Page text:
Advancing on my quarry, we were now eye-to-eye (or eye-to-many-eyes). It looked even larger. I hefted the bowl and sized up the spider. The bowl might cover its body, but the legs would be a problem. I tried to hold the bowl over it, to get a better measure, but it waved two legs at me and it hissed. This was something I'd not encountered before, but I was tired and I wanted the whole ordeal over with, so I advanced anyway. Besides, the bowl was my only option.

I lunged at the spider, but it scrambled away and I only managed to slam the bowl against the wall. It was on the move now, and I gave pursuit, lunging and missing until we had moved halfway around the room. I followed it over the bed and across a nightstand. It ran for a small tapestry on the wall and I smacked the bowl against the wall again. This time, I caught its leg and it turned on me and lunged. I shouted and jumped back, alarmed, and dropped the bowl. It shattered into a dozen, useless pieces. The spider hissed once more than ducked under the tapestry, forming a small, darting lump.

Then it hit me - use the tapestry, so I slammed my forearms against the tapestry, trapping the spider in a confined space. Now what? There was only one thing I could do, so I scooped the rough fabric around the spider and yanked it free from the wall. It came away easily (along with a chunk of the wall) in a cloud of loose plaster. I was sweating now, the moisture dripping into my eyes, but I carefully wrapped the spider into a bundle and headed out the door, down the hallway and out to the courtyard.

I burst through the patio doors, red faced, sweating and covered in white plaster and came to a halt. Several men were seated around the patio, sipping drinks, some playing cards. I paid them no mind. I flipped the tapestry open and out flew the spider. It landed in the middle of the patio. Everything stopped for two heartbeats, the spider hissed and every man, without exception, sprung to their feet and ran from the patio. They stopped and cowered just outside the tiny courtyard gate and peered back at the spider. One man shouted something to me in Spanish - it might have been something about poison, I've never been sure. The spider gave one final waggle of its front legs, then scampered away. I didn't bother to see where it went. After giving the tapestry one final shake, I turned on my heel and returned to my room. 

*   Yes, I know spiders aren't insects.
** Name changed to protect the utterly bonkers.

Monday, June 3, 2013

Linkity-Link: News & Noteworthy from the SFF World

Posted by Jennifer Baylor at The Writing Cocoon.  
Filed under "The Sunday Paper: SFF Links"

Science Fiction (and Science Fact):

For the Science Fiction comic fan: a full-color, hardbound collection from Simon & Kirby.

In defense of Tom Cruise and his Sci-Fi movie career: an interesting article, here. I must confess I have a love-hate relationship with Cruise, myself, and the author makes some good points.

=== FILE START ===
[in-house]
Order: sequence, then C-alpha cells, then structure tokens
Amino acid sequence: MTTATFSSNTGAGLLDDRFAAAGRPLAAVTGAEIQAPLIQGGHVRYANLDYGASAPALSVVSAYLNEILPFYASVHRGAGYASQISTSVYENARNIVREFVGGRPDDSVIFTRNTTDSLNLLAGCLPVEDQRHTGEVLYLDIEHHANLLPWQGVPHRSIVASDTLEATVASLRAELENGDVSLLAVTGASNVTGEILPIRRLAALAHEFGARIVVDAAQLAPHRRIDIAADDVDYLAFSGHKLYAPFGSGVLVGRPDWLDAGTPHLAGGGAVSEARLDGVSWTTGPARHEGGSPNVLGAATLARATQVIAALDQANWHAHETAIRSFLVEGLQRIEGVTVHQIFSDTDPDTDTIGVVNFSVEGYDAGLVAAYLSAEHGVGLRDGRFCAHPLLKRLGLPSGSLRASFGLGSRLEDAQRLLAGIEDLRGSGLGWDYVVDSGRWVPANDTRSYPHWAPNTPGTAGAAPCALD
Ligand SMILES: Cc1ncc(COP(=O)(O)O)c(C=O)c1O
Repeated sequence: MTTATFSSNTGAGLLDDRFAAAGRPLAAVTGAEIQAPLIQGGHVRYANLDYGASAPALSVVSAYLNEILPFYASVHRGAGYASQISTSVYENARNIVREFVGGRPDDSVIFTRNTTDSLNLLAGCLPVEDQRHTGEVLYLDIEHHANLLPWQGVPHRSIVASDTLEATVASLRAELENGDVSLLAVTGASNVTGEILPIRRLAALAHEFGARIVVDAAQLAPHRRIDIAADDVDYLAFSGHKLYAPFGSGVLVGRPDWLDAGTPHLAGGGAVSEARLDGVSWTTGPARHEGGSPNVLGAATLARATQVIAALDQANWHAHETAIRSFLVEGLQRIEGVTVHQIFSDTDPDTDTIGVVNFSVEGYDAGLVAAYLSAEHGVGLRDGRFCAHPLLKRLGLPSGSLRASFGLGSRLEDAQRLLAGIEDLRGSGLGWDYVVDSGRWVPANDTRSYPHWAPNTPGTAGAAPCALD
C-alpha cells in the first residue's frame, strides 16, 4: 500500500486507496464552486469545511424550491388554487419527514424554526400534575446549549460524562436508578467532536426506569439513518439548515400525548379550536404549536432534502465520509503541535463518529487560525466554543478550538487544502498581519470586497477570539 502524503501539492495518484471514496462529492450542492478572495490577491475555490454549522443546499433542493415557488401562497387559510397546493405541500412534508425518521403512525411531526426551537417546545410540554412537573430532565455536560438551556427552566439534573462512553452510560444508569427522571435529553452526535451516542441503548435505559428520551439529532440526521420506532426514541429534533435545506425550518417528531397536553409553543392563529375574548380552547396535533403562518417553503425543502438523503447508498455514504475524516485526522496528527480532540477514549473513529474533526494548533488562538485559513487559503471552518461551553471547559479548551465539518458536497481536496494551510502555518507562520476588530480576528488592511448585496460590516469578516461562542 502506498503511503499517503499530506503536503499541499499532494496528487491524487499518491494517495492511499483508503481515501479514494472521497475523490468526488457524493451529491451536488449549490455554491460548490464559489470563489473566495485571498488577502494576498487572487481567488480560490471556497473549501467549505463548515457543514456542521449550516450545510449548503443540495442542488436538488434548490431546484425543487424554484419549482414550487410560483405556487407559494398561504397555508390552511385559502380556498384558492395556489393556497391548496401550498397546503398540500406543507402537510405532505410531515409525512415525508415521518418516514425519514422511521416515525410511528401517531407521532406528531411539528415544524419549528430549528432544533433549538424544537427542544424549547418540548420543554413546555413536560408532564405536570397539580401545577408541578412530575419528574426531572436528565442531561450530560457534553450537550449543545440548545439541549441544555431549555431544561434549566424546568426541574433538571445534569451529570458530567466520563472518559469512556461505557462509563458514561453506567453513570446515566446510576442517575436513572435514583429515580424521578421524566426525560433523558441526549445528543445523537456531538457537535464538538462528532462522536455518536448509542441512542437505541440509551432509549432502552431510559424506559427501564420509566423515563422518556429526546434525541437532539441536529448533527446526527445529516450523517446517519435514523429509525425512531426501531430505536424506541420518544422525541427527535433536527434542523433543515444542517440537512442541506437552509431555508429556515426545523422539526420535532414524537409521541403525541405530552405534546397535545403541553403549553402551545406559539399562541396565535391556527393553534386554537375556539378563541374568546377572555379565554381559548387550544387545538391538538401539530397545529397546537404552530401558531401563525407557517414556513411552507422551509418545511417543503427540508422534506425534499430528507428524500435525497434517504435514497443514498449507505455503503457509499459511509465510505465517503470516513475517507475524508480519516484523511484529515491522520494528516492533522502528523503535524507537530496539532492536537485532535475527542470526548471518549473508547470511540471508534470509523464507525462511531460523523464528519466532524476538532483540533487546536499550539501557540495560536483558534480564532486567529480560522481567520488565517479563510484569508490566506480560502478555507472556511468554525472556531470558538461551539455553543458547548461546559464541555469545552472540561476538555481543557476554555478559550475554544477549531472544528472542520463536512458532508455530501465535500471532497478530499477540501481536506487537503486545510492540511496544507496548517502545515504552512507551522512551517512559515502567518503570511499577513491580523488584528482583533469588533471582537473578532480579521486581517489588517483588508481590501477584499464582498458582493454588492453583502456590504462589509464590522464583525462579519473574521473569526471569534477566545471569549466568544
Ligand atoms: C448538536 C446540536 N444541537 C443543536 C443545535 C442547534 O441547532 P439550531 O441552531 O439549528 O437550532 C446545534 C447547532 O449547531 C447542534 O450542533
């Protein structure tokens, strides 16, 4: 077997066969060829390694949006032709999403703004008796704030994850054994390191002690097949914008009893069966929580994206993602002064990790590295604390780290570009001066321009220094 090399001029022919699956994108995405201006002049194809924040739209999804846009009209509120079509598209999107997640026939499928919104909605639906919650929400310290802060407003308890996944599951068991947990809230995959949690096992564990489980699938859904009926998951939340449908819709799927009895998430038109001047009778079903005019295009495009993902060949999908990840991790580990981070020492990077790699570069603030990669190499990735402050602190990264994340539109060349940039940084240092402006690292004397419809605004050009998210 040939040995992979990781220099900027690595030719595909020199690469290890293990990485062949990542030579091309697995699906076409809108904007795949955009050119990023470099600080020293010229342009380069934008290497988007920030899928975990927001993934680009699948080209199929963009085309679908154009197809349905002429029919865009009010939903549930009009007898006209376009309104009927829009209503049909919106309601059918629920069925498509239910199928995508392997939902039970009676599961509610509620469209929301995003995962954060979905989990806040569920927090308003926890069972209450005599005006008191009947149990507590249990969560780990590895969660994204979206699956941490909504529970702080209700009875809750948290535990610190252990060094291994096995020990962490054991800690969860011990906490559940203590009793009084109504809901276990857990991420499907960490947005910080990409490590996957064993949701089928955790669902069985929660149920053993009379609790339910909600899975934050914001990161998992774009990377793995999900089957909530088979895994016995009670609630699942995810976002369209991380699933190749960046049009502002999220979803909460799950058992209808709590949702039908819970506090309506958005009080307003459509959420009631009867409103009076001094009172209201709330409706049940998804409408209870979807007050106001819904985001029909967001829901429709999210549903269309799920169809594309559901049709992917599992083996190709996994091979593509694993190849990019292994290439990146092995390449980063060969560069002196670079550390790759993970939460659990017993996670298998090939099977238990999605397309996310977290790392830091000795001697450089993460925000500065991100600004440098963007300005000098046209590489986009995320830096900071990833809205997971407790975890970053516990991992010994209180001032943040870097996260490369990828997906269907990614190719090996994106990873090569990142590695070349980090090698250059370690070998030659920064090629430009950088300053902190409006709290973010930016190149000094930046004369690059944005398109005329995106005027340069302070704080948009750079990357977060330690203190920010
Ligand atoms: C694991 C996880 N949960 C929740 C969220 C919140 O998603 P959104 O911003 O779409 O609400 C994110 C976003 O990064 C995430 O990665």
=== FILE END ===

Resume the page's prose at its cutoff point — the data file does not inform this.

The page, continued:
A Science Fiction film from Chile - the trailer looks interesting.

Space Elevators! Going up?

Scalzi's fans bring him...buttercream frosting? Love it. Ah, to one day have such fans as these.


A nice two-part article from Fantasy Faction on the history of the Fantasy Young Adult genre. If you are a YA fan and/or writer - this is a good one to read.

A three-part series on women authors of Fantasy Fiction. If you read the genre, you probably know these names, but there might be some new authors to add to your list.

Fantasy Faction has a lot of nice, in-depth articles on the genre (this the second link from the site in today's Fantasy links). Here's one on creatures from Greek mythology.

Publishing News

The publishing industry's plans for a new year. Are things looking up or is it just the calm before the storm? In any case, here's what some of the Big 6 have to offer in 2013.

Short write-up on Amazon Publishing's new dedicated website.

Kuttab Publishing out of the UAE helps those with special needs or disabilities to get their stories printed. Read about this wonderful project, here. It is a new venture, one I've not heard of before, but it seems like a great idea.

New Chief named for independent, queer publisher Cleis Press. Interesting writeup about the "largest independent queer publishing company."

Bric-a-Brac for the Reader and Writer

Need something inspiring to hang over your Writer's desk? Serious Penguin book fan? I always love book-themed prints and this one looks interesting - whether you're a Reader or a Writer.

Looking for some short Fantasy fiction? Lois Tilton reviews a couple of anthologies, here.

Thursday, May 30, 2013

Brendan O'Connoll Had Better Watch His Back

Posted by Jennifer Baylor at The Writing Cocoon.